Fast forward a few months and we find my team assembled in a dining room of a hotel in Mainz, the self-declared German wine capital. It was Thursday evening and we were enjoying our dinner, each course paired with two German wines. The dinner was meant to introduce us to the wine growing region of Rheinhessen, the members of the wine promotion board (including one of our tour guides), the Rheinhessen wine queen and each other of course.
The next two days we spent visiting several wineries in the region, driving around in a tour bus (that sadly lacked cheerleaders, groupies and team t-shirts), concluding with a dinner with German wine bloggers at Weingut Königsmühle, the HQ of wine social media in Germany.
I will say more about the wineries we visited in later posts, but here is a list for the impatient: Weingut Guntrum, Nierstein; Weingut Karl-Heinz Gaul, Grünstadt-Sausenheim; Weingut Teschke, Gau-Algesheim; Weingut Kruger-Rumpf, Münster-Sarmsheim; Weingut Tesch, Langenlonsheim; Weingut Königsmühle, Gau-Odernheim.
What is a press trip for bloggers?
The trip being presented as a chance to meet German bloggers was a little strange for me in the sense that I am also German wine blogger, just that I write in English and live in London, and also because I know the lot already, albeit through social media. In a way this made it very interesting though as it is always good to finally meet the people you engage with online.
Another thought that went through my head when I was invited to a "press trip for bloggers" was "why"? On the one hand I found it very encouraging that the Wine Institute takes blogging serious. Other important players in the German wine scene, for instance the influential winemakers association VDP, do now also engage much more actively with bloggers, as do the main wine fairs and trade events. From a London point of view this is nothing new for me though as the UK wine trade, it seems to me, has embraced blogging much earlier.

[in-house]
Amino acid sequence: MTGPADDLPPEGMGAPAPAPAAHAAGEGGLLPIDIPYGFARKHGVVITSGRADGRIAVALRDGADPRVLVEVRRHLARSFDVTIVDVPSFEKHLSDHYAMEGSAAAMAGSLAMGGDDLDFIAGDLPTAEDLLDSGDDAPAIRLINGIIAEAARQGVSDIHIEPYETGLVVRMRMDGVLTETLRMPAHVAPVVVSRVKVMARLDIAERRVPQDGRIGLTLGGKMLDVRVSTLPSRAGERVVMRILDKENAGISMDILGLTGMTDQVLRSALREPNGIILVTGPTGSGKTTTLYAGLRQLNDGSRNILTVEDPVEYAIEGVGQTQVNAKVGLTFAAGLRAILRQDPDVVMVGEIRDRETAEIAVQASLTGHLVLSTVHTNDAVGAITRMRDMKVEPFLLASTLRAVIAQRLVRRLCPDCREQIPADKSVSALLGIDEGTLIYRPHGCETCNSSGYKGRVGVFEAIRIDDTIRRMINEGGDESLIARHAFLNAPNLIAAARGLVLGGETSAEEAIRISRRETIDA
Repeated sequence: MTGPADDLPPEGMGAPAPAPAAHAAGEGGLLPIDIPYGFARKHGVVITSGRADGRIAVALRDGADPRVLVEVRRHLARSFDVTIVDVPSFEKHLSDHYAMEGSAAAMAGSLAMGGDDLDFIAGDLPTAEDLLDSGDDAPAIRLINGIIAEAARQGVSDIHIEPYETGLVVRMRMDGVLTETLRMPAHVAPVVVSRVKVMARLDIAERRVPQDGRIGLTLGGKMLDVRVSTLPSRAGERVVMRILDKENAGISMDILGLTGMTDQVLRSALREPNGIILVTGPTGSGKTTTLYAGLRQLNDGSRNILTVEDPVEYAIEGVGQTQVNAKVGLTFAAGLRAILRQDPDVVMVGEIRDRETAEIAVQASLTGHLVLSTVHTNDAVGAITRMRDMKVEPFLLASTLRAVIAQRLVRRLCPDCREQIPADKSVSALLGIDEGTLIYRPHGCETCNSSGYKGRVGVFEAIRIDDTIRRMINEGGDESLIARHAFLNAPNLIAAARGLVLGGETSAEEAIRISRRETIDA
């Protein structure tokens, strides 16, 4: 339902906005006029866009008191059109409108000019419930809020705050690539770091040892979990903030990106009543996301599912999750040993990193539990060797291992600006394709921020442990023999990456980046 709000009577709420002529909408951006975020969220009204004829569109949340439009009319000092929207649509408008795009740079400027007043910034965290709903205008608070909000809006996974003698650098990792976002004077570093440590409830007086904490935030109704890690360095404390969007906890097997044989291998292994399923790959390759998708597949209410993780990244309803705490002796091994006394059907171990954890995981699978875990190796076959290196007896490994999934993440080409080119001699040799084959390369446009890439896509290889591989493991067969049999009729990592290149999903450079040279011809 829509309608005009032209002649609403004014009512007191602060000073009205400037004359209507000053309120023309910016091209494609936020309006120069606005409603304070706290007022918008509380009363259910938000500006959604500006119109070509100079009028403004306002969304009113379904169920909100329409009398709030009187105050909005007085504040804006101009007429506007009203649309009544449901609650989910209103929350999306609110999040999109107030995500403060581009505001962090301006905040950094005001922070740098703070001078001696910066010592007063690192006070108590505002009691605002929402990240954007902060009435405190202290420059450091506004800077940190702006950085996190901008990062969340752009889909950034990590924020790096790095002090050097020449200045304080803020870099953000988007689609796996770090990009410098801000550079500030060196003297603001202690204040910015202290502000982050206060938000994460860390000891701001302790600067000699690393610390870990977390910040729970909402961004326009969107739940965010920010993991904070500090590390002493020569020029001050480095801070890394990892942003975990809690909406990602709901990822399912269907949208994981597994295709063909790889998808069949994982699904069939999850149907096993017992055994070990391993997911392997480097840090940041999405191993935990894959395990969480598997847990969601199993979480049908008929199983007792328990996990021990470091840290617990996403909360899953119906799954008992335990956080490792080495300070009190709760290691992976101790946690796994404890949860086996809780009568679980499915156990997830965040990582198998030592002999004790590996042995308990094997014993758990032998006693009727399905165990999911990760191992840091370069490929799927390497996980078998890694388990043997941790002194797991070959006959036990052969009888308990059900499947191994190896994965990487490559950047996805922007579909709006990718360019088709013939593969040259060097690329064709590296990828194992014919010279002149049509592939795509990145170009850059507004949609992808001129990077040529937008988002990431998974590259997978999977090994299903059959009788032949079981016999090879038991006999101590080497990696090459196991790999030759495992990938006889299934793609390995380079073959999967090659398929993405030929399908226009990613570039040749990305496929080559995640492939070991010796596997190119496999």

Whether it really makes sense to have a special wine trip for bloggers, as distinct from "normal" wine writers I am not sure, especially as DWI also invite bloggers to their "normal" press trips. It does make sense to have events for those actively interested in social media, and a visit at Königsmühle would probably have more meaning for bloggers too, but is there really any difference in a visit to a winery from the point of view of a journalist who writes for a print magazine and one who has their own website? I doubt it, and I also wonder how much use the distinction is in general. Most of the influential, established wine writers have their own website and some are very active in their use of social media too. People who started as bloggers now write for major newspapers and magazines. So I'd rather look at wine communicators in relation to the quality and style of their work than a category such as "blogger".